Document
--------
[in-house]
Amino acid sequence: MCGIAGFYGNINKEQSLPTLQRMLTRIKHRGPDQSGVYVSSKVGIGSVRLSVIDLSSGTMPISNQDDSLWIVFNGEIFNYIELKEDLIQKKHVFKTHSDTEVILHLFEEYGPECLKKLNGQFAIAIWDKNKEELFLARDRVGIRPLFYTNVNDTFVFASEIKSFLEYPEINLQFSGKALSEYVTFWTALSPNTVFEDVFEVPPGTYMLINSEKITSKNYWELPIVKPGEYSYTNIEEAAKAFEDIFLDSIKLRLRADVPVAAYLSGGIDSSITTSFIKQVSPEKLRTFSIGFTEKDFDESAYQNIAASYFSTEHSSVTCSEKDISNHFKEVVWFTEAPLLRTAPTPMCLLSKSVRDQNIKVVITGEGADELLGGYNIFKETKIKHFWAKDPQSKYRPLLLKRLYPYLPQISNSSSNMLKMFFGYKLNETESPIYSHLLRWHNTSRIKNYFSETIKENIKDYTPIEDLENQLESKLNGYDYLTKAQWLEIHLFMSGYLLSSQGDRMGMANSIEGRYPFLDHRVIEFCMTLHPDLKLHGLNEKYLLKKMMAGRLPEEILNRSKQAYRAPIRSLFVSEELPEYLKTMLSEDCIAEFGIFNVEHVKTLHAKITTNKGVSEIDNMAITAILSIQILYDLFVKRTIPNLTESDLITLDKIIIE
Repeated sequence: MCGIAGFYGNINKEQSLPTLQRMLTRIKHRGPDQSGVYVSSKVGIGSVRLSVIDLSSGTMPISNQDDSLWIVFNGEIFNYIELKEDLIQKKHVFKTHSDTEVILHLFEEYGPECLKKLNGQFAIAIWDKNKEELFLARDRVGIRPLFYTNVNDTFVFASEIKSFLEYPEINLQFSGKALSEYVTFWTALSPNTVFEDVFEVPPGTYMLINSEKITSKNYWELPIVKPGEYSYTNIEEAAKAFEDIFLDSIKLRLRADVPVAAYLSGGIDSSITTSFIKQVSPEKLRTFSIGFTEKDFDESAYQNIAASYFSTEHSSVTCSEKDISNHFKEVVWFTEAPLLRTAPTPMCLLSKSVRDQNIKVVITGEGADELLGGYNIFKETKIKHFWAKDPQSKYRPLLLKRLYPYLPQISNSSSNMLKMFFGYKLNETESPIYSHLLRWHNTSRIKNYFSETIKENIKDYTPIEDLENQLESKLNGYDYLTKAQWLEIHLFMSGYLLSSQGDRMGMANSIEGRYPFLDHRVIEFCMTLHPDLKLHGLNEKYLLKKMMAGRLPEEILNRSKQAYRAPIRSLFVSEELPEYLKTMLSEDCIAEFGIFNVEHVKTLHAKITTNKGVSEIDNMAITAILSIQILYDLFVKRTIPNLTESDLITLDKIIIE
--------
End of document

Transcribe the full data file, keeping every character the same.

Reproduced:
[in-house]
Amino acid sequence: MCGIAGFYGNINKEQSLPTLQRMLTRIKHRGPDQSGVYVSSKVGIGSVRLSVIDLSSGTMPISNQDDSLWIVFNGEIFNYIELKEDLIQKKHVFKTHSDTEVILHLFEEYGPECLKKLNGQFAIAIWDKNKEELFLARDRVGIRPLFYTNVNDTFVFASEIKSFLEYPEINLQFSGKALSEYVTFWTALSPNTVFEDVFEVPPGTYMLINSEKITSKNYWELPIVKPGEYSYTNIEEAAKAFEDIFLDSIKLRLRADVPVAAYLSGGIDSSITTSFIKQVSPEKLRTFSIGFTEKDFDESAYQNIAASYFSTEHSSVTCSEKDISNHFKEVVWFTEAPLLRTAPTPMCLLSKSVRDQNIKVVITGEGADELLGGYNIFKETKIKHFWAKDPQSKYRPLLLKRLYPYLPQISNSSSNMLKMFFGYKLNETESPIYSHLLRWHNTSRIKNYFSETIKENIKDYTPIEDLENQLESKLNGYDYLTKAQWLEIHLFMSGYLLSSQGDRMGMANSIEGRYPFLDHRVIEFCMTLHPDLKLHGLNEKYLLKKMMAGRLPEEILNRSKQAYRAPIRSLFVSEELPEYLKTMLSEDCIAEFGIFNVEHVKTLHAKITTNKGVSEIDNMAITAILSIQILYDLFVKRTIPNLTESDLITLDKIIIE
Repeated sequence: MCGIAGFYGNINKEQSLPTLQRMLTRIKHRGPDQSGVYVSSKVGIGSVRLSVIDLSSGTMPISNQDDSLWIVFNGEIFNYIELKEDLIQKKHVFKTHSDTEVILHLFEEYGPECLKKLNGQFAIAIWDKNKEELFLARDRVGIRPLFYTNVNDTFVFASEIKSFLEYPEINLQFSGKALSEYVTFWTALSPNTVFEDVFEVPPGTYMLINSEKITSKNYWELPIVKPGEYSYTNIEEAAKAFEDIFLDSIKLRLRADVPVAAYLSGGIDSSITTSFIKQVSPEKLRTFSIGFTEKDFDESAYQNIAASYFSTEHSSVTCSEKDISNHFKEVVWFTEAPLLRTAPTPMCLLSKSVRDQNIKVVITGEGADELLGGYNIFKETKIKHFWAKDPQSKYRPLLLKRLYPYLPQISNSSSNMLKMFFGYKLNETESPIYSHLLRWHNTSRIKNYFSETIKENIKDYTPIEDLENQLESKLNGYDYLTKAQWLEIHLFMSGYLLSSQGDRMGMANSIEGRYPFLDHRVIEFCMTLHPDLKLHGLNEKYLLKKMMAGRLPEEILNRSKQAYRAPIRSLFVSEELPEYLKTMLSEDCIAEFGIFNVEHVKTLHAKITTNKGVSEIDNMAITAILSIQILYDLFVKRTIPNLTESDLITLDKIIIE